The Curse of Cutting

July 22, 2016

The current cover story for the summer issue of a national magazine for coaches and athletic directors tries to make “The Case for Cuts.” The author, from a private school in New England, fails the task.

He argues, for example, that cutting kids can be beneficial because athletes who sit the bench build resentment and that “keeping kids can lose kids.” Not true for good coaches.

He flippantly says that other opportunities are available to kids who get cut. Not true in most places.

The calling of a coach in school-sponsored sports is not to make things easy for himself or herself and to make it hard for kids to find healthy peer groups. The calling of a coach of educational athletics is to reach, engage and motivate as many students as possible in learning life lessons and developing interests and skills for physical activity that will last a lifetime.

School sports is not “The Apprentice” where kids get fired for a poor tryout. School sports is more often a safety net to help young people get fired up for school and life.

Every student we can keep engaged in school sports is a future advocate for school sports, as are these student-athletes’ parents.

Every kid we cut, and his/her parents, will more likely become our critics. If the school sports program has no time for me, or for my son or daughter, then I’ll have no time for it – no time to attend events or volunteer, much less the inclination to donate funds or vote for tax increases.

Coaches who cut teams for their convenience today cut the connection with people who most want to be involved. As much as anything, this threatens the future of school-sponsored sports.

Occasionally, facility limitations may require great creativity or, as a last resort, cutting; but almost always for outdoor sports and generally for indoor sports, cutting is an avoidable curse – one that should be exorcised from educational athletics.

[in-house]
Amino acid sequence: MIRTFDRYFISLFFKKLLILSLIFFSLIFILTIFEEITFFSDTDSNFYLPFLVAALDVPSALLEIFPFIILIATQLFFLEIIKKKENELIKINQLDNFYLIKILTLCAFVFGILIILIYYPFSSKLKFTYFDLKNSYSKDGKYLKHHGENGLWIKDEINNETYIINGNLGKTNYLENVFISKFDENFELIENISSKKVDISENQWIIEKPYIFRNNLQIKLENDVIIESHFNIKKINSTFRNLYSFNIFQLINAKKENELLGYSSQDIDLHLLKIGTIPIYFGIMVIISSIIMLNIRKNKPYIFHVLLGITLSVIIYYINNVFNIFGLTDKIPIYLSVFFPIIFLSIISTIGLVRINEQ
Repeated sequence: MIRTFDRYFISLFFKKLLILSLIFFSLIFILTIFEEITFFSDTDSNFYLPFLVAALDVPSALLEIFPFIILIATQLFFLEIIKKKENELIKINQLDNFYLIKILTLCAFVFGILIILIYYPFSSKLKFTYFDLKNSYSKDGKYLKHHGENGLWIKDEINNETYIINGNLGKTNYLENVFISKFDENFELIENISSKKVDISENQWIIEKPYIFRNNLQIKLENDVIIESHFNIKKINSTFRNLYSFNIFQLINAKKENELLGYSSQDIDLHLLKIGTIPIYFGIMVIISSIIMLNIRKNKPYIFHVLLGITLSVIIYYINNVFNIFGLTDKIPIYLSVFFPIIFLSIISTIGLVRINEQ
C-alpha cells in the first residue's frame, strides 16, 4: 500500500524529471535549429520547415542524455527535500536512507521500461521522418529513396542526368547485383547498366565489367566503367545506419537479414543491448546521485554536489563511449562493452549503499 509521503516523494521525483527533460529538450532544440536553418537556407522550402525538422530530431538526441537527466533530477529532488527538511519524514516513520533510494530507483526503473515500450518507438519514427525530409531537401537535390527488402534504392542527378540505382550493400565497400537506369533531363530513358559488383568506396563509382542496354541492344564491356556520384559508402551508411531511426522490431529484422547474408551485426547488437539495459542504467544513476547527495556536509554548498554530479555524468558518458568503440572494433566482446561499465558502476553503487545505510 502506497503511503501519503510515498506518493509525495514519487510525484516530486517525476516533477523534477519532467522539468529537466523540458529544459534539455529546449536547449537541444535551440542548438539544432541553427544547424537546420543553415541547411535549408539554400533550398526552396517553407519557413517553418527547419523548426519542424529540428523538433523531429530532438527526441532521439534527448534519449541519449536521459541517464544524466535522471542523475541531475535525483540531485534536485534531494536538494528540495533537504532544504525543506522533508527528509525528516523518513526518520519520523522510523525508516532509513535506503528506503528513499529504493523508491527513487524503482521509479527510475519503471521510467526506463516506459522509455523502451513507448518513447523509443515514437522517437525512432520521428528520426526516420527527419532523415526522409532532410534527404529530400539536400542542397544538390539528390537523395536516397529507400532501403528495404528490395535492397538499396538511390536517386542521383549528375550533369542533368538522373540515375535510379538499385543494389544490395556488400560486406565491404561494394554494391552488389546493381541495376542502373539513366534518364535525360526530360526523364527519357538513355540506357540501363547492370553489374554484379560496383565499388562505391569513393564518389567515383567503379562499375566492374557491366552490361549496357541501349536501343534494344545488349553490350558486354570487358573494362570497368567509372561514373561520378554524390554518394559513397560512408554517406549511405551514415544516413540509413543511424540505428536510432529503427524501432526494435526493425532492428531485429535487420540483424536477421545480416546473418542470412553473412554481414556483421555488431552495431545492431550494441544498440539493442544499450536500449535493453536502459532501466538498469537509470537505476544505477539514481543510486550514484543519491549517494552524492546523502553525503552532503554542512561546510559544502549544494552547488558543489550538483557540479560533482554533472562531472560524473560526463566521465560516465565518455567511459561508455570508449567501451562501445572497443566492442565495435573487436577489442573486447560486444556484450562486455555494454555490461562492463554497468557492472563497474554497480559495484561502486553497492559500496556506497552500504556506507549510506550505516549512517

Cheering for Sportsmanship

July 31, 2018

(This blog first appeared on on January 8, 2013.)

I try to start each new school year at the Michigan Interscholastic Press Association summer camp at Michigan State University. I talk briefly about who the MHSAA is and what it does; and then two or three dozen high school newspaper editors and writers ask me questions; and in doing so, they give me clues to what’s going on in our schools and what’s important to our students.

Several years ago, when I opened the session to questions, one young man asked: “Mr. Roberts, what’s your job?” I paused, and then said, “I guess I’m the head cheerleader for high school sports in Michigan.”

So then this precocious student asked: “Okay, what do you cheer for?”  With a briefer pause, this is some of what I said:

  • I cheer for sportsmanship that’s not merely good, but great.

  • I cheer for sportsmanship, not gamesmanship.

  • I cheer for playing by the rules, both the letter and the spirit.

  • I cheer for maximum effort to try to win each and every contest.

  • I don’t cheer for winning at any cost; I do cheer for learning at every opportunity.

  • I cheer for losing with grace and for winning with even greater grace, with humility and modesty.

  • I cheer for the lessons of victory and the even greater lessons of defeat.